One human game, 1 bot game. If you’re strapped for time, play only the human game and review with a strong bot (Leela11, Lizzie,…). I might merge this with The Grind, judging by the current group imbalance.
Yes, there is no good way around the 1-game-a-day requirement.
And activities are exclusive to each method, as in: if method A1 has memorization and tsumego, neither A2 nor A3 group members should do any of these. A1 members in turn are not allowed to review their games with a bot, etc.
OK. Let’s see if I understand.
At present I am learning Go in the following ways:
- I attend Go club IRL twice a week
- I participate in the Open Study Room as a member and as an admin
- I play 9 x 9 games online
- I play 19 x 19 games online
- I review my games and get them reviewed by other people where possible
- I help other people review their games
- occasionally I use Crazy Stone to review my games
- I do tsumego
- I participate in tournaments and leagues
To participate in the experiment, I’d have to stop all of that and limit myself to the prescribed activities, plus recording how long I spend on each of them. Is that right?
It seems very restrictive, in particular playing a lot without reviewing my games seems like it will be ineffective from the start. I feel I have learned more through the combination of playing and reviewing each game than anything else. I’m not keen on breaking a good habit.
I wholeheartedly agree. If you’re already putting a lot of time and effort into all these things, if it’s going well for you and you’re having fun doing it, go for it, man.
This study is aimed at people who would like to improve in the ddk ranks, who want to know how to best invest their time - in playing lots of games or doing deliberate practice. It seems you are making ample room for Go in your life, and that’s great.
But not everyone has the luxury of spending this much time at all, a go club remotely near them, a strong player ready to review games, a powerful computer, … this is about challenging yourself to follow a relatively well-defined practice schedule for a month and to see if any method shows more promise than others. Most participants aren’t in it for the service to the cause but to establish a habit for themselves, to try something they haven’t tried previously, for the experience.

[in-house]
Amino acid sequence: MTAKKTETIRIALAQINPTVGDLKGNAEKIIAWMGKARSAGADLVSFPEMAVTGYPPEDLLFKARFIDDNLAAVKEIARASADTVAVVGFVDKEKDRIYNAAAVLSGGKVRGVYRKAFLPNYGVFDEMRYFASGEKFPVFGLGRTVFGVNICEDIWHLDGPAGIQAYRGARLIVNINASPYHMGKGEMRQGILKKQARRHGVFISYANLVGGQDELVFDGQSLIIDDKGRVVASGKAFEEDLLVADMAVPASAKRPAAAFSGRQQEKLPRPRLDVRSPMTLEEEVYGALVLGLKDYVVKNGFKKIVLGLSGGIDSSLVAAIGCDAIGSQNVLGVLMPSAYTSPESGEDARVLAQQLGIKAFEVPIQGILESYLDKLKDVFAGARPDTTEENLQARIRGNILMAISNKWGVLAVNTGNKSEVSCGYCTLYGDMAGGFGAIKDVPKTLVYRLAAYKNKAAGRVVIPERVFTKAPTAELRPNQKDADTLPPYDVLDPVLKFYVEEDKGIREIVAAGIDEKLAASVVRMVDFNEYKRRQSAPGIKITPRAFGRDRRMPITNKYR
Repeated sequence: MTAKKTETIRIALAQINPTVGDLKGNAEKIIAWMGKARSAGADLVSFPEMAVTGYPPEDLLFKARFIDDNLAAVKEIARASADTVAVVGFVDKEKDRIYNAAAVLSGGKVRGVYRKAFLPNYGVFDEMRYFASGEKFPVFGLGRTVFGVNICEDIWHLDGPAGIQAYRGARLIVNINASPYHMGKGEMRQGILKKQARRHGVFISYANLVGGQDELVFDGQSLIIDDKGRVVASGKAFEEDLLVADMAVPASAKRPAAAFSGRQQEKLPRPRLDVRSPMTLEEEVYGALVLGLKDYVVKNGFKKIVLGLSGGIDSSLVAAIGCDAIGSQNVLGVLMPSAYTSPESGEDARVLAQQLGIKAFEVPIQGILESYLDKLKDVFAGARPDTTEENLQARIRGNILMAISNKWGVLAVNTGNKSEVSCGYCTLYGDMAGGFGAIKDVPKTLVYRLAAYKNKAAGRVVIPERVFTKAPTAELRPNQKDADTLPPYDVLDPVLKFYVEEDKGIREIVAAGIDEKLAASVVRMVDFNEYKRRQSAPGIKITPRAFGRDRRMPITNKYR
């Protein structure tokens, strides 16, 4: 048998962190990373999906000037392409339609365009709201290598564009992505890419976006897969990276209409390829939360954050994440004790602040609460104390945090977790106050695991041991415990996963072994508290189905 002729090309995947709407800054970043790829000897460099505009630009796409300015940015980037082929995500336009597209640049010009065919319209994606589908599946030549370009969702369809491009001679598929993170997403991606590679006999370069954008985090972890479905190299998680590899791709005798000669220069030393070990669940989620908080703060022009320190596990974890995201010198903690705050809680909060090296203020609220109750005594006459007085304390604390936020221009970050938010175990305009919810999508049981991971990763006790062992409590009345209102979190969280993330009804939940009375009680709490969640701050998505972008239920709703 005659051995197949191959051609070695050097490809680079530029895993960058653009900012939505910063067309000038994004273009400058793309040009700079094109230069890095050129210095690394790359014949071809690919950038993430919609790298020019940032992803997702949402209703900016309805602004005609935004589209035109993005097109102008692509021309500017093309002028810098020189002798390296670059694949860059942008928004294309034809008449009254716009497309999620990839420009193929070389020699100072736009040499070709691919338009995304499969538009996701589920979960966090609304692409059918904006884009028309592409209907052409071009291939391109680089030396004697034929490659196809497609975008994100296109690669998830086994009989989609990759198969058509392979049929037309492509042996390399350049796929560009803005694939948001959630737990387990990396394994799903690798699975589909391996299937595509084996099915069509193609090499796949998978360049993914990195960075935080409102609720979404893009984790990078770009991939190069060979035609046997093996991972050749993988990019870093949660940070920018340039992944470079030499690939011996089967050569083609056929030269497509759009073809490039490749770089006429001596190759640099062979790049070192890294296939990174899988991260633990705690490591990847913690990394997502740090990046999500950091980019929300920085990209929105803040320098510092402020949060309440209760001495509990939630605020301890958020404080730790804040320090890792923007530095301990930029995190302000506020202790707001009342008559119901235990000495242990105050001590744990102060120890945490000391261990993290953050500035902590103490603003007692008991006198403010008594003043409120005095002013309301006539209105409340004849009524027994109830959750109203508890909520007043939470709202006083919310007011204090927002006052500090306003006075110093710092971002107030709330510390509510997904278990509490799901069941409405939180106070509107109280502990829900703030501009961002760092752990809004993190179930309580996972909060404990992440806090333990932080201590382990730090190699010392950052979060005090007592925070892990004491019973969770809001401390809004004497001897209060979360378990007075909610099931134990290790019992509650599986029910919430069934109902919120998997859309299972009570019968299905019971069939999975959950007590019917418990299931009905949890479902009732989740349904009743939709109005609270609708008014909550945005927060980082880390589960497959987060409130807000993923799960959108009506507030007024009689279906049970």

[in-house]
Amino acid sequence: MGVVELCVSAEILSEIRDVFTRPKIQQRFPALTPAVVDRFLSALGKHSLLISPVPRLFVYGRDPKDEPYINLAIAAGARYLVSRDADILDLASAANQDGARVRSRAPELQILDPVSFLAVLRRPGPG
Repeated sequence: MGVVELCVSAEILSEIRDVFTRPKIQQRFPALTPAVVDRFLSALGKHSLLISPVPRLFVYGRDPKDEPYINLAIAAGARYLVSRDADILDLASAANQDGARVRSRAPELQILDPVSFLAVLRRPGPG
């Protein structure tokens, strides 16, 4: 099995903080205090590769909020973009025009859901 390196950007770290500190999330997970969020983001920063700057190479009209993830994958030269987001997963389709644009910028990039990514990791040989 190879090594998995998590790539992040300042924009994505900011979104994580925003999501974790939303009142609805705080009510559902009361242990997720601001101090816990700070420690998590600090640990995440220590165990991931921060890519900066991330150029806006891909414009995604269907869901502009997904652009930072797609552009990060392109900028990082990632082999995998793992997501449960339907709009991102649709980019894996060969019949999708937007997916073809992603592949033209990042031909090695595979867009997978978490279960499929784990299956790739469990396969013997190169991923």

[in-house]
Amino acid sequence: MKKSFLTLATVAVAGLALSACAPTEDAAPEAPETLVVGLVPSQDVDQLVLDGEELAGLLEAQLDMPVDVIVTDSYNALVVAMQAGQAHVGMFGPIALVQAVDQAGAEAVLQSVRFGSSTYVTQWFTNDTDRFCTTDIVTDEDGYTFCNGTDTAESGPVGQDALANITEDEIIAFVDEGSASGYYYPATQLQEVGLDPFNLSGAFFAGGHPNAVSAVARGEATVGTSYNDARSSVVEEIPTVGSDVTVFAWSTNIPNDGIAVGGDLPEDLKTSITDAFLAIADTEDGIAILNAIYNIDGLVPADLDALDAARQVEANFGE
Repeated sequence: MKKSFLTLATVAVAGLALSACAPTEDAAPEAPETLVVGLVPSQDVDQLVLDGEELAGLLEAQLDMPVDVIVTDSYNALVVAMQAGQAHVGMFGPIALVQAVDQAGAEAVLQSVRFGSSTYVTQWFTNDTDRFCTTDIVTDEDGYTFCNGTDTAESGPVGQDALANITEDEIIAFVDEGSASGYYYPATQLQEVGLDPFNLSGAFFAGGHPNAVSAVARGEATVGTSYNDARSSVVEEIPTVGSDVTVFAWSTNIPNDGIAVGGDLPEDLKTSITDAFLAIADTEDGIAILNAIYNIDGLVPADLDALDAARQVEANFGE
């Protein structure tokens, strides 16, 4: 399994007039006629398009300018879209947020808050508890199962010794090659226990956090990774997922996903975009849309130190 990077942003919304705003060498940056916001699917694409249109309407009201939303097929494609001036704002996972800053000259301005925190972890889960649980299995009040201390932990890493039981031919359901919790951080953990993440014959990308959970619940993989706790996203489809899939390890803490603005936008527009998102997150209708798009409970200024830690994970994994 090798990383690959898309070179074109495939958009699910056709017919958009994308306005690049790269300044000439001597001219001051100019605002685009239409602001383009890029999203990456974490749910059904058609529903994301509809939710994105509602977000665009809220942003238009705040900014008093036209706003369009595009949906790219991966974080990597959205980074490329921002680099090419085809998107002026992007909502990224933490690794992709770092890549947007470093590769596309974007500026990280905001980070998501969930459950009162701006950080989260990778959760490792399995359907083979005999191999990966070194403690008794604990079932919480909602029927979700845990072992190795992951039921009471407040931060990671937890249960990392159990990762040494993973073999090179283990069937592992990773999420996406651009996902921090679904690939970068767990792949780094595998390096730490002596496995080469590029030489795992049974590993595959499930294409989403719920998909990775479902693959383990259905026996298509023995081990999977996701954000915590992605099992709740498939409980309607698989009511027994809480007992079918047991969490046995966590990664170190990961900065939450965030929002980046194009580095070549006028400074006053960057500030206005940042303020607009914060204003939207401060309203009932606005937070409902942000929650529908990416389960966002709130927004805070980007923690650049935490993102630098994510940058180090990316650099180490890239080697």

And in order to be able to even remotely compare the usefulness of the individual components, it would be unwise to mix methods any further.
Make alemitrani a part of control group who don’t follow specific schedule.
That makes sense, thanks for your reply. I don’t think this is for me, and I’m only borderline DDK anyway. I hope it goes well and will be interested in hearing about the results in due course.
I think the “grind” people are supposed to be the control group.
He follows a very specific schedule that’s a mix of all different activities and more.
Imagine you wanted to run a drug trial and investigate the difference between the effects of drug A and drug B. It would not make sense to have someone take both drugs, certainly not in addition to his personal choice of medication in form of drug C.
@smurph Unfortunately, I will have to withdraw from the study for personal reasons (IRL). Good luck and I’ll keep an eye out for the progress.
@smurph, for those of us that will be reviewing pro games, do you have a preference or view on games played against AI opponents; specifically, should they be avoided?
If you like, you can do this with any pro+ level game, but AI games are more disjunct and the specific moves are heavily MCTS / reading dependent. My perspective is that human-human games are more heuristic/intuition inspired, which should be a little easier to follow or make sense of.